Each year, BCIS analyses the significance of maintenance work in both the construction industry generally, and in the economy as a whole. These are the results of a special report commissioned by BCIS*, which examined all available statistics to arrive at an estimate of the total expenditure on maintenance in the UK.
For non-housing, maintenance fell in relation to the stock of buildings and works in the years following the crash in 2008, but has recovered slightly over the latest two years 2013 and 2014 as the economy has recovered.
The total expenditure estimate is made up of contractors’ output, output from directly employed labour, private householders’ expenditure on DIY goods and maintenance services, and insurance backed maintenance expenditure.
In 2014, the latest year for which all the statistics are available, total expenditure on maintenance was £58,431 million, up over 7% on the previous year. This represented 3.22% of GDP, up from 3.13% in 2013.
Maintenance expenditure represented 1.04% of the value (at replacement cost) of the stock of buildings and works maintained. This figure varies from 0.91% for housing to 1.2% for non-housing. BCIS has made no allowance for householders’ labour in carrying out DIY, which may explain the difference.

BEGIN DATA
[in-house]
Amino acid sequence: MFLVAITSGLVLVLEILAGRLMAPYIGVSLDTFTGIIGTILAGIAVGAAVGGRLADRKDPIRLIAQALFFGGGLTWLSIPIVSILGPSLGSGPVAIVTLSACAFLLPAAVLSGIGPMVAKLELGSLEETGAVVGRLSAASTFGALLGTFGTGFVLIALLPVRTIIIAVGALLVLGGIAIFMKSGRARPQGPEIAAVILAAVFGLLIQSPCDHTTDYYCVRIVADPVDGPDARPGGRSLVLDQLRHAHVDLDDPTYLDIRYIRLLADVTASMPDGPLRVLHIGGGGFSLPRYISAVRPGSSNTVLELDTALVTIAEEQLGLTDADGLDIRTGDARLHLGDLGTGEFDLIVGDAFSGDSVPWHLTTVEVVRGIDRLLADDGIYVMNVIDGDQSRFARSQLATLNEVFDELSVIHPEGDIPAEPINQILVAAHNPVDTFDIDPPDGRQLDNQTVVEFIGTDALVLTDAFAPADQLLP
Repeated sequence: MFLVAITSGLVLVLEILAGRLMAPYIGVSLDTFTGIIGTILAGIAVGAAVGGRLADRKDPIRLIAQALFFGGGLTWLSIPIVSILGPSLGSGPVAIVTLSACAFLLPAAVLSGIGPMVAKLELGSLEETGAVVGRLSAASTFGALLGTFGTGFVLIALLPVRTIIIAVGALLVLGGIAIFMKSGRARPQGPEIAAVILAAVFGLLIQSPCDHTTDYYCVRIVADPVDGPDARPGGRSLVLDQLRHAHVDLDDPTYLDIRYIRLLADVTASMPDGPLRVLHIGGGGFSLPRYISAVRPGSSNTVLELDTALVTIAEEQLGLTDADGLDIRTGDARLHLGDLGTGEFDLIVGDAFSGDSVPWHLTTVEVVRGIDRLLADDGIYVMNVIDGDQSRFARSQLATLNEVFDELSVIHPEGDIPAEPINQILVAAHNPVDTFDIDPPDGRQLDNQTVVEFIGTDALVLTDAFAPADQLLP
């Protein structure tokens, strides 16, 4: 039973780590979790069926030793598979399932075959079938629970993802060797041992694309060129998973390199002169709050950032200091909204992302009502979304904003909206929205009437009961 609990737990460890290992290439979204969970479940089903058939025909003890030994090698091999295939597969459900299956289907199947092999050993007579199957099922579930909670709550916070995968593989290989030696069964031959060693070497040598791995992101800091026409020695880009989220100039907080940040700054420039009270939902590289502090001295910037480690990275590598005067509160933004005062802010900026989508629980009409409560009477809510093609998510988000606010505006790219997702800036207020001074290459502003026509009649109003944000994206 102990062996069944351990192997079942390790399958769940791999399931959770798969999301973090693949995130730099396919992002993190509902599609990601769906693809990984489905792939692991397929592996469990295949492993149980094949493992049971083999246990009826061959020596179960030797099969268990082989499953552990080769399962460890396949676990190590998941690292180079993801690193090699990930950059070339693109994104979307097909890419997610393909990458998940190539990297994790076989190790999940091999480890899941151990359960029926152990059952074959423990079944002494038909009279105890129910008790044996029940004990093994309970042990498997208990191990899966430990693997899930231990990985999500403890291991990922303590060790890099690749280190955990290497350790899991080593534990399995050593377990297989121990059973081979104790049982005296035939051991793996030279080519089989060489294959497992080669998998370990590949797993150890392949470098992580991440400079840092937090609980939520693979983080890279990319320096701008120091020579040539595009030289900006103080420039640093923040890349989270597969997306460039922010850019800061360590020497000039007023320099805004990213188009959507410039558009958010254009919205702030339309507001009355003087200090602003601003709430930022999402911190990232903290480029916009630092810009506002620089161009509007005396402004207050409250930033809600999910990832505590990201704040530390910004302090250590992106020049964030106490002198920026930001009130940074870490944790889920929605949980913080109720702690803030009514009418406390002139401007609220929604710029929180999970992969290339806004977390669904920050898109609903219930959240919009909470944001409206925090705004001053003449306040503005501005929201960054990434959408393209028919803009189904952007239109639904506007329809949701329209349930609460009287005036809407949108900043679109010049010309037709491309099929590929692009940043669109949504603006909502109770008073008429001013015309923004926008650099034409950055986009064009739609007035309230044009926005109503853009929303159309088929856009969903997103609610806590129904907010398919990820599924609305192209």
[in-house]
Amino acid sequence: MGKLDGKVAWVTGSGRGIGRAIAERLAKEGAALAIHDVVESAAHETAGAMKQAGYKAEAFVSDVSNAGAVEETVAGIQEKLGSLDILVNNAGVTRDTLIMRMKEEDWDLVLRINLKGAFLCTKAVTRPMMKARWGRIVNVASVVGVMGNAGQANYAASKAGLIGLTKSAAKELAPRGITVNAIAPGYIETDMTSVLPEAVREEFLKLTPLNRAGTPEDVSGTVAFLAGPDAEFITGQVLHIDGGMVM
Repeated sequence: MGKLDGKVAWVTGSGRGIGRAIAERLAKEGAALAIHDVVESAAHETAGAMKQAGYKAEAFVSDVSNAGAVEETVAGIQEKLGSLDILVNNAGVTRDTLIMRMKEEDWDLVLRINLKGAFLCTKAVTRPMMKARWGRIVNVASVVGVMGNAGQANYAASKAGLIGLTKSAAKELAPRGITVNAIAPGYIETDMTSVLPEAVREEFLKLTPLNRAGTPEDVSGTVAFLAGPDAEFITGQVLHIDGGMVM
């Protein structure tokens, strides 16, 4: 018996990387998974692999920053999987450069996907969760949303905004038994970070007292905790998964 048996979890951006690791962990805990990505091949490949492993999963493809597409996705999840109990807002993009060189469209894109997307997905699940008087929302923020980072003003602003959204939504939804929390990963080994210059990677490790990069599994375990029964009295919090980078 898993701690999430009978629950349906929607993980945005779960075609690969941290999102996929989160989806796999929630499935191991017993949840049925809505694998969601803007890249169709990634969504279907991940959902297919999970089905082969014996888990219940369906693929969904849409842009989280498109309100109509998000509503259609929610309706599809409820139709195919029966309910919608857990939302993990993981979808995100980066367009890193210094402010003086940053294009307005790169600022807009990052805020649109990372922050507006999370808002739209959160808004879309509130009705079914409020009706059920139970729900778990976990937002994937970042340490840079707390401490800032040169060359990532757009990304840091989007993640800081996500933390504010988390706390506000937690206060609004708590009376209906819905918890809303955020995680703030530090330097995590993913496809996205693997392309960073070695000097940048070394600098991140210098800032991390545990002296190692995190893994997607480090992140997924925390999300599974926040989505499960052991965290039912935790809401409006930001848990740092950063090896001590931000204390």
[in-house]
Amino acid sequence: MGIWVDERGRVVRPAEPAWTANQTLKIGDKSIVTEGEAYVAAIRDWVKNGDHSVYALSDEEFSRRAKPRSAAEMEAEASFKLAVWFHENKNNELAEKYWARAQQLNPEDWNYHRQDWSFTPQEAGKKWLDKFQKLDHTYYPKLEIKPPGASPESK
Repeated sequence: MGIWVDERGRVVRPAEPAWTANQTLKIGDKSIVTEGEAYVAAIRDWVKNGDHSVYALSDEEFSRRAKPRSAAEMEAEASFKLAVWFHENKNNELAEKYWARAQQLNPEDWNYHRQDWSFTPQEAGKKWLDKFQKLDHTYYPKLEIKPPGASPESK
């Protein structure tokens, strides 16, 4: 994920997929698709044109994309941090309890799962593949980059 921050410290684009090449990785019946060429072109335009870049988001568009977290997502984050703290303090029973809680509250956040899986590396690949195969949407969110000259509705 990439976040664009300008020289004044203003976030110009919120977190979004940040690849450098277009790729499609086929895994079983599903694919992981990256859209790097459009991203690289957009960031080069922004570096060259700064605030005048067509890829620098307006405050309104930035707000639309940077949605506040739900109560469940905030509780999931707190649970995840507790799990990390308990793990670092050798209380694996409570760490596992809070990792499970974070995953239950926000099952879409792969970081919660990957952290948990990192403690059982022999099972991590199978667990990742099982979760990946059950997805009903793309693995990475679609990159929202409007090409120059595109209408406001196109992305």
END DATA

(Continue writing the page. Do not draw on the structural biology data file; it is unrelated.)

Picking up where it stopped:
Our research shows just how significant maintenance is to the UK economy. It is therefore important that building owners, operators and facilities managers manage their existing buildings efficiently. Furthermore, clients and their design teams and contractors, must consider the whole life performance of a building when constructing and refurbishing a property, taking into account not just the capital costs of elements and components but their maintainability and longevity.
* BCIS Economic Significance of Maintenance Report 2016, is available as part of the BCIS Building Running Costs Online service.
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